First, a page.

“The total absence of a relationship between Ms. Doe's educational institution (Providence College) and the harassers' school (Brown University) is dispositive on the issue of whether Ms. Doe has a Title IX claim against Brown in this case,” the judge wrote in his finding. “Therefore, the Court finds that Ms. Doe has not alleged that she was denied equal access to education as required for a Title IX claim to exist.”
This ruling has not affected Harvard’s approach, according to Harvard University Title IX Coordinator Nicole M. Merhill. She wrote in an email that Harvard’s Title IX Resource Coordinators and the University Title IX Office regularly receive disclosures from third parties, including affiliates of local colleges and universities.
Title IX regulations are constantly in flux, especially with frequent lawsuits, new legal precedents, and changes in presidential administrations.
Under Trump-appointed U.S. Secretary of Education Betsy DeVos, who stepped down in early January, the Department of Education released new regulations governing campus sexual assault under Title IX in May 2020. The new rule, which significantly restricted schools’ jurisdiction over sexual assault cases, took effect in August. President Joe Biden’s policy director Stefanie G. Feldman told reporters in November the administration planned to return to Obama-era Title IX policies.
For a complaint to be addressed under DeVos’s guidelines, the alleged sexual misconduct must have taken place on-campus or — if off-campus — in the context of a school-sponsored activity, building, or event over which the institution has “substantial control.”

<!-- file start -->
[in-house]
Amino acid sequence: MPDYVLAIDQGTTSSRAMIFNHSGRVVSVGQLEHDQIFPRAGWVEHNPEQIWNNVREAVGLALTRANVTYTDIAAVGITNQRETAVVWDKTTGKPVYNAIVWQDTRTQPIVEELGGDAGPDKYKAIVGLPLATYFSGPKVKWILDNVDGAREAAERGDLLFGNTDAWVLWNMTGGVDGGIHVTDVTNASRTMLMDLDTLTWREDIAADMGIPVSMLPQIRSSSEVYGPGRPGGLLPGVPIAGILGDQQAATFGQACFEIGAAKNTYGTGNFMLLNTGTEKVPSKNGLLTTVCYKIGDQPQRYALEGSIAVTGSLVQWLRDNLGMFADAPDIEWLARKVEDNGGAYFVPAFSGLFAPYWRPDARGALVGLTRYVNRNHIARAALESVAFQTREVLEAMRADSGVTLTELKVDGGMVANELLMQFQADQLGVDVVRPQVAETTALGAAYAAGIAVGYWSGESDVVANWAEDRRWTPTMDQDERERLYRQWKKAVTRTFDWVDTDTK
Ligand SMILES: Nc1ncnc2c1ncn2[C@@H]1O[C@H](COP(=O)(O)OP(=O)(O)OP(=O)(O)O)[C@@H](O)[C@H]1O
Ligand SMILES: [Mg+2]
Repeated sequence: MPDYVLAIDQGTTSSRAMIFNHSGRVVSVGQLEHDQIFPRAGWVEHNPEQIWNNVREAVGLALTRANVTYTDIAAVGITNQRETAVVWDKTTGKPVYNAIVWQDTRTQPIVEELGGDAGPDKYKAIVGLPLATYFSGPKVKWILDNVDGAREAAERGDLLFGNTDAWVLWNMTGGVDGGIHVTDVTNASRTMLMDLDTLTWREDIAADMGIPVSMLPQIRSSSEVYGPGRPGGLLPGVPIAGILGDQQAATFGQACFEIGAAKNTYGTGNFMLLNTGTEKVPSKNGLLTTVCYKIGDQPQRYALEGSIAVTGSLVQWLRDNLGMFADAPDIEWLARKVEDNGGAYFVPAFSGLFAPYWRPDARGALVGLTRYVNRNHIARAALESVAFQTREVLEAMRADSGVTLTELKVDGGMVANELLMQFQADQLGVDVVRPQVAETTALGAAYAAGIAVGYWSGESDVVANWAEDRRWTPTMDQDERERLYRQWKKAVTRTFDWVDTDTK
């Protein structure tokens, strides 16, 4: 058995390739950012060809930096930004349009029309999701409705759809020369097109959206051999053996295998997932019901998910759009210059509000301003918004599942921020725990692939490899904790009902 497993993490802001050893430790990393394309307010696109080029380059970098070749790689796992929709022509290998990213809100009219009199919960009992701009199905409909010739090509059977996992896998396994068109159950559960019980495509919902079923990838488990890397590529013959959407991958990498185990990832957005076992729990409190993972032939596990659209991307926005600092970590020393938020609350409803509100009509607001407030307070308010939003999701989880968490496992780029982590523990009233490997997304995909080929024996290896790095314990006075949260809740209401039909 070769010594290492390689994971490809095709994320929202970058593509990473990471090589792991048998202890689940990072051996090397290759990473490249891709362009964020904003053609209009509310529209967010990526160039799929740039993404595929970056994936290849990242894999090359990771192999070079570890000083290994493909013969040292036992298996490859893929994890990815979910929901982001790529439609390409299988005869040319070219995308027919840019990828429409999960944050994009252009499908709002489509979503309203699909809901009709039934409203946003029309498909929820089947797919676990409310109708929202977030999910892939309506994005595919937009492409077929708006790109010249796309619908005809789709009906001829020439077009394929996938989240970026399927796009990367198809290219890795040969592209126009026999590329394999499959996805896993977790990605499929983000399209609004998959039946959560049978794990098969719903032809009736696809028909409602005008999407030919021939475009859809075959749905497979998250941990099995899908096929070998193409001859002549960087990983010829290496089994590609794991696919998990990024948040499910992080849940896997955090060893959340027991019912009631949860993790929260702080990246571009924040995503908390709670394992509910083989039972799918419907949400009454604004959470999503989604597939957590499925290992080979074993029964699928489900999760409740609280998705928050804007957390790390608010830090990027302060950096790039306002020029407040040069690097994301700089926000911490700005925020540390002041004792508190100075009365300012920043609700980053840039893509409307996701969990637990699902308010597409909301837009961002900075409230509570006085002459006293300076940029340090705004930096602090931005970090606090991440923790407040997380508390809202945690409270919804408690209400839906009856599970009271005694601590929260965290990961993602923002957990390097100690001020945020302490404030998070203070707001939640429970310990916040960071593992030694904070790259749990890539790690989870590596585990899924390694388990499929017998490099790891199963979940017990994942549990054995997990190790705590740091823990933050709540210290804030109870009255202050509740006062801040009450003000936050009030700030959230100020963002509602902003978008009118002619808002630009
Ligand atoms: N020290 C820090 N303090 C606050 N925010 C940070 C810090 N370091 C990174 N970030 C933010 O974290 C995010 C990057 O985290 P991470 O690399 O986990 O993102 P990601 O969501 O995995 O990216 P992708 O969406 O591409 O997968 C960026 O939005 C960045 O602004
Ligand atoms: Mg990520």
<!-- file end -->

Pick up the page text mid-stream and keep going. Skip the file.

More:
To cover the cases the new rule left out, Harvard introduced a supplemental “Interim Other Sexual Misconduct Policy,” which protects members of the University who suffer a “hostile environment” as a result of sexual misconduct — even if it did not occur on campus or in connection with University-recognized activities.
But even in cases when a university agrees to investigate a non-affiliate’s complaint against one of its members, the complainant must confront compounded obstacles inherent in navigating an unfamiliar institution, according to two students who spoke to The Crimson about their experiences.
“We’re talking about somebody who has experienced abuse and trauma, and making that student jump through all of these administrative hoops,” Brenner Johnson said.
In the winter of 2019, a student at another Boston-area college — who was granted anonymity by The Crimson — decided to file a complaint against a Harvard student. She described an encounter from the previous fall, in which she alleged the Harvard student had raped her in his dorm. At the end of eight months, Harvard substantiated her complaint, she said, but not before an expensive, exhausting process.
She said she had to take several 40 minute, $40 Uber round-trips between her campus and Harvard for her Title IX interviews, paying out of pocket. Each time she arrived in Cambridge, she remembered feeling “terrified” of running into her assailant.
To her, Harvard’s campus was the place where she had been assaulted. To him, it was home.
Though Harvard offered her a phone interview, the student said she felt it was important that she speak to the investigative party in person in order to convey the emotional impact the incident had on her. She wondered why, given the proximity of her institution to Harvard’s campus, University investigators couldn’t offer to meet with her in a neutral location.
After numerous trips, the investigators from the Office for Dispute Resolution found her assailant culpable, and the case moved to Harvard’s Administrative Board to determine disciplinary action, she said. The University charges two different bodies with conducting its investigatory and disciplinary processes.